Eg. If you have a data model (say something with 40+ tables), you make a rule for developers that if you need to “access” information, you make an Accessor class to handle those requests (you can create multiple Accessor classes to group various information. Eg. If you have various user tables, you’d make a UserAccessor class), but the point is you make sure everyone uses that same pattern, rather than hanging methods on various classes whereever a developer feels like.

This centralises the accessor logic in one place, so all devs know where to look if they want to look for anything “user” related. Rather than devs having to look through all user-related classes to see what methods are hanging off each user-related class.

If your data model is very small and it makes no sense to make a “User” specific accessor class, then make a generic ModelAccessor class to do any accessor logic for your app. This makes it very easy for anyone coming onto your project to look see what information is being “accessed” in the project, and most importantly, what methods they have available that you’ve already written.

It’s one of the biggest gotchas I’ve found for project overruns (both .NET and iOS) …because we had some devs putting accessor methods (Eg. GetAccountDetails) off the User class, and some people putting accessor methods off the UserAccount class, and before you know it no-one knows which way is up. Having a central UserAccessor class solves this problem …AS LONG AS EVERYONE FOLLOWS THE PATTERN :-)

Eg. This is taken from a sample ModelAccessor class.

@interface ModelAccessor : NSObject

/**
 Searches for a blog category with the given name in our model.
 */
+ (BlogCategory*)blogCategoryWithName:(NSString*)name;

// ... etc. You get the idea.

@end

@implementation ModelAccessor

+ (BlogCategory*)blogCategoryWithName:(NSString*)name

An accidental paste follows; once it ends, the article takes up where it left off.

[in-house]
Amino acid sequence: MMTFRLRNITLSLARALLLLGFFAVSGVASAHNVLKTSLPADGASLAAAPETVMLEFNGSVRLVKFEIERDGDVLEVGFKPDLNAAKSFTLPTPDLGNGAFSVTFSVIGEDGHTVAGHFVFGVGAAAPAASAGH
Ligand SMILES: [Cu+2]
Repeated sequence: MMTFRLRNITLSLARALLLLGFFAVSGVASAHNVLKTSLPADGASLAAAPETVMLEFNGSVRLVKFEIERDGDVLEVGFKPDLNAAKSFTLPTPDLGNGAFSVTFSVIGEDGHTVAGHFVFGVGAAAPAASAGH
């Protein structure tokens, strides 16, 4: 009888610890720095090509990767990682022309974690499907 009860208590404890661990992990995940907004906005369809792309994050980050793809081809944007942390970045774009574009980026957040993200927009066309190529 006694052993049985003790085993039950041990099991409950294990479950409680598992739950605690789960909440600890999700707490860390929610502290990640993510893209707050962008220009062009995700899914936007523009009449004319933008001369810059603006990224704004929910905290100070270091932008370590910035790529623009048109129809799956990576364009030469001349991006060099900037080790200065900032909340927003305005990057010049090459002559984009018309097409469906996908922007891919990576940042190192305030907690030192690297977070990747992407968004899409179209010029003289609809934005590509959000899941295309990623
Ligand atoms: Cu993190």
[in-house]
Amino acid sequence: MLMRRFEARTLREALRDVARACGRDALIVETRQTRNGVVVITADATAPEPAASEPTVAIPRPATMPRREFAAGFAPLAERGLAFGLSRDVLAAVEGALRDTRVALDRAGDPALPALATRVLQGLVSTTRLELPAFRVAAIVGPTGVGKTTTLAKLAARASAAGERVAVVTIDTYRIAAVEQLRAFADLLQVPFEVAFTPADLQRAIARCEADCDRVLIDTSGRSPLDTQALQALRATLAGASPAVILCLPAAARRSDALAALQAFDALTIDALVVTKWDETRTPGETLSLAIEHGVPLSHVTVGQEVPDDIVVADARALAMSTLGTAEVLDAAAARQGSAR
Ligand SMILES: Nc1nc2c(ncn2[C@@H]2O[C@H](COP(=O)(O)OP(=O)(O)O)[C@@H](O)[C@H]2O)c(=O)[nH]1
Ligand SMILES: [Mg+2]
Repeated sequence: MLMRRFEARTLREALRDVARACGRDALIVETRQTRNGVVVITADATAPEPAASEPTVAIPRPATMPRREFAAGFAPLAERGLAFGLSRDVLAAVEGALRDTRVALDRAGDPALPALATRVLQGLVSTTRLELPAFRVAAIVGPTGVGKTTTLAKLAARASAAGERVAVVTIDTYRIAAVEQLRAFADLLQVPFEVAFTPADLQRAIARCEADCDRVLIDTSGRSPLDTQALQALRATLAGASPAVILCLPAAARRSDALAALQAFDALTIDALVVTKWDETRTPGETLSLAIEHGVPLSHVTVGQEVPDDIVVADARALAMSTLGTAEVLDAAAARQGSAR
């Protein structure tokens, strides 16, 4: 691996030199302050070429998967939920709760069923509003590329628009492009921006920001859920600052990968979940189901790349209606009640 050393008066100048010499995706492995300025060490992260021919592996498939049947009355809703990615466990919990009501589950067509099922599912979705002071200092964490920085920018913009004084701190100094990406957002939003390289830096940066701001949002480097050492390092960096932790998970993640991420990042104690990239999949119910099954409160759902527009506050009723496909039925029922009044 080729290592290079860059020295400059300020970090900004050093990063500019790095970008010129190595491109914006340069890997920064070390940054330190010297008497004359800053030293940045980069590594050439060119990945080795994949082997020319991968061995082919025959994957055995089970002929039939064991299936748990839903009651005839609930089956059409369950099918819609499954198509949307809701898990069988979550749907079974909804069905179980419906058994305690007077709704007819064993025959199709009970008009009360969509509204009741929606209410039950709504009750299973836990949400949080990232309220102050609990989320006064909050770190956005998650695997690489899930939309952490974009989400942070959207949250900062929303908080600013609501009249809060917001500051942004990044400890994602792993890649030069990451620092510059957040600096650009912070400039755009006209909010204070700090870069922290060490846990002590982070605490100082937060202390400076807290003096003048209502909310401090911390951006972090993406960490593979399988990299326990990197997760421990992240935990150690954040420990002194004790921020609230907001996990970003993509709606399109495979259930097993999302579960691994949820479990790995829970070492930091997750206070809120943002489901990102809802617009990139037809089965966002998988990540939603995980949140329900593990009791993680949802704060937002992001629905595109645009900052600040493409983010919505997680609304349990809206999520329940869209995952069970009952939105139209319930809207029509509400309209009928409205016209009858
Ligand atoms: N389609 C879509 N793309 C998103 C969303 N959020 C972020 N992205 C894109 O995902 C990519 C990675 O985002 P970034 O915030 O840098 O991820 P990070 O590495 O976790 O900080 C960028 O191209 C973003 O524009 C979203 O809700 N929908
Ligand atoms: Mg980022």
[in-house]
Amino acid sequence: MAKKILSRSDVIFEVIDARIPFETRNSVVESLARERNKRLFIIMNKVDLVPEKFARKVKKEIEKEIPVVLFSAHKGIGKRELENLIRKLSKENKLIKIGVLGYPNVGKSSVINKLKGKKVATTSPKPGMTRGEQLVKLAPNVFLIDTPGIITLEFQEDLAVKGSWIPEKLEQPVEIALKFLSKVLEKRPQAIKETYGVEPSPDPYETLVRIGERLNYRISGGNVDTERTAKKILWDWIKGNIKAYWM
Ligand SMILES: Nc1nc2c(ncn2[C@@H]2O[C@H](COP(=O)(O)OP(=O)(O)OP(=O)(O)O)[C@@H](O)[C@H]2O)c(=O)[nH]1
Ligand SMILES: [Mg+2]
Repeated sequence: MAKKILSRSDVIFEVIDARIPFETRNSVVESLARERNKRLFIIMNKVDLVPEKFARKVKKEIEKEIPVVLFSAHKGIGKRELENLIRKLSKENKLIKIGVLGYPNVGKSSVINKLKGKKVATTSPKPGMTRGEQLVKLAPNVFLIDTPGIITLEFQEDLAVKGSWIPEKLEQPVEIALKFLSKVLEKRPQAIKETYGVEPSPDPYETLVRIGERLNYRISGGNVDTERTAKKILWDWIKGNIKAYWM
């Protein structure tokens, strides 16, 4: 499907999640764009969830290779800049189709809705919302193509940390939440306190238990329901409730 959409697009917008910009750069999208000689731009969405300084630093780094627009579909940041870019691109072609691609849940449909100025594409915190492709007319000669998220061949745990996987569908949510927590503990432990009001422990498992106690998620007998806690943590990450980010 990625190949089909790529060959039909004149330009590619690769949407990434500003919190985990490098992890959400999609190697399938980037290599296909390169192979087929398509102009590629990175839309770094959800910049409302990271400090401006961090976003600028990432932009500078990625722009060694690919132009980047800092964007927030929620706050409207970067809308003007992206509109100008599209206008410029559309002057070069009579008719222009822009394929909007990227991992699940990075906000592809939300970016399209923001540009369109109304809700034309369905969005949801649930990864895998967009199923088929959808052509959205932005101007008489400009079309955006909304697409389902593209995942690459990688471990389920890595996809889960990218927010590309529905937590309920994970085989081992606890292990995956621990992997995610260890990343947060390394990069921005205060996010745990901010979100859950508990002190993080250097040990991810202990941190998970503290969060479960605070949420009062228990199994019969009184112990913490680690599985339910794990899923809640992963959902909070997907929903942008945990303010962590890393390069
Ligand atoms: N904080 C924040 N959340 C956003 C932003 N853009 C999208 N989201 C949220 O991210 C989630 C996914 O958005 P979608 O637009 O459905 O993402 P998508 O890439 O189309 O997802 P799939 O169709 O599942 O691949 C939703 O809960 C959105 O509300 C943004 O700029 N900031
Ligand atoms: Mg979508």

{
    NSPredicate *filter = [NSPredicate predicateWithFormat:@"%K == %@", kModelPropertyBlogCategoryName, name];
    NSArray *arr = [[Model sharedModel].blogCategories filteredArrayUsingPredicate:filter];
    return (BlogCategory*)[arr lastObject];
}

@end

Builder Pattern

We use builders to help serialise data from json requests to our data model and vice-versa. So if we have a service that’s getting a bunch of flight information from Brisbane Airport, we’d have a FlightBuilder class to facilitate all builder logic.

It’s important to learn to separate your builder logic (eg. when you get a response from a json web-service, you need to build that response into an object that you can put in your data model). Junior devs tend to mix builder code in with the rest of their code, whereas we made an architecture that clearly separated code into builder classes, accessor classes and command classes …it’s just sticking to MVC really and keeping all your code clean.

Please keep in mind, a builder’s job is to build, nothing else. It does NOT update the model, it does not do funky lookups on some other area of the app. It builds.

Eg: This is taken from a JourneySectionBuilder class to help build “Journey Sections”.

@interface JourneySectionBuilder : BaseBuilder

/**
 Gets journey sections from the given json response.
 */
+ (NSArray*)journeySectionsFromJSON:(id)json;

/**
 Gets a journey section from the given json response.
 */
+ (JourneySection*)journeySectionFromJSON:(id)json;

// ... etc. You get the idea.

@end


@implementation JourneySectionBuilder

+ (JourneySection*)journeySectionFromJSON:(id)json
{